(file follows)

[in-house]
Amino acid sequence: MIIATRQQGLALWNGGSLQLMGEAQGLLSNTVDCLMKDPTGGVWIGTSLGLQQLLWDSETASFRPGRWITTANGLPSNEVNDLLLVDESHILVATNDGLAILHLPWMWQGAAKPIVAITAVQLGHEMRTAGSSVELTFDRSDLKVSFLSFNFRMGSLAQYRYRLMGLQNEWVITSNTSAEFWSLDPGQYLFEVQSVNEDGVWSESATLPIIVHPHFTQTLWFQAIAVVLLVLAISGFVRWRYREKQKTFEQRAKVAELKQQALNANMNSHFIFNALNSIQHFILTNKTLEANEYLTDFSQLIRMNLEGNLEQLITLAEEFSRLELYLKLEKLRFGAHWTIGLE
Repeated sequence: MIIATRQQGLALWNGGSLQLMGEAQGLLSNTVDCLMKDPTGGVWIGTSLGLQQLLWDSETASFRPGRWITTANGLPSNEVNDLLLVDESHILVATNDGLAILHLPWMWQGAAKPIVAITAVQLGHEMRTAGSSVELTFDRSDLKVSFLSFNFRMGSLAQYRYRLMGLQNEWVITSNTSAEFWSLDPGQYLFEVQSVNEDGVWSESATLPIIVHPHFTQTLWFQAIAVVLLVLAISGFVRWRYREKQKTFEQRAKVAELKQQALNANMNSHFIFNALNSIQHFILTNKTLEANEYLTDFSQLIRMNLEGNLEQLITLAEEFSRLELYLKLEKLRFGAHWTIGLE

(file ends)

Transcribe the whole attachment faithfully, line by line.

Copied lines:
[in-house]
Amino acid sequence: MIIATRQQGLALWNGGSLQLMGEAQGLLSNTVDCLMKDPTGGVWIGTSLGLQQLLWDSETASFRPGRWITTANGLPSNEVNDLLLVDESHILVATNDGLAILHLPWMWQGAAKPIVAITAVQLGHEMRTAGSSVELTFDRSDLKVSFLSFNFRMGSLAQYRYRLMGLQNEWVITSNTSAEFWSLDPGQYLFEVQSVNEDGVWSESATLPIIVHPHFTQTLWFQAIAVVLLVLAISGFVRWRYREKQKTFEQRAKVAELKQQALNANMNSHFIFNALNSIQHFILTNKTLEANEYLTDFSQLIRMNLEGNLEQLITLAEEFSRLELYLKLEKLRFGAHWTIGLE
Repeated sequence: MIIATRQQGLALWNGGSLQLMGEAQGLLSNTVDCLMKDPTGGVWIGTSLGLQQLLWDSETASFRPGRWITTANGLPSNEVNDLLLVDESHILVATNDGLAILHLPWMWQGAAKPIVAITAVQLGHEMRTAGSSVELTFDRSDLKVSFLSFNFRMGSLAQYRYRLMGLQNEWVITSNTSAEFWSLDPGQYLFEVQSVNEDGVWSESATLPIIVHPHFTQTLWFQAIAVVLLVLAISGFVRWRYREKQKTFEQRAKVAELKQQALNANMNSHFIFNALNSIQHFILTNKTLEANEYLTDFSQLIRMNLEGNLEQLITLAEEFSRLELYLKLEKLRFGAHWTIGLE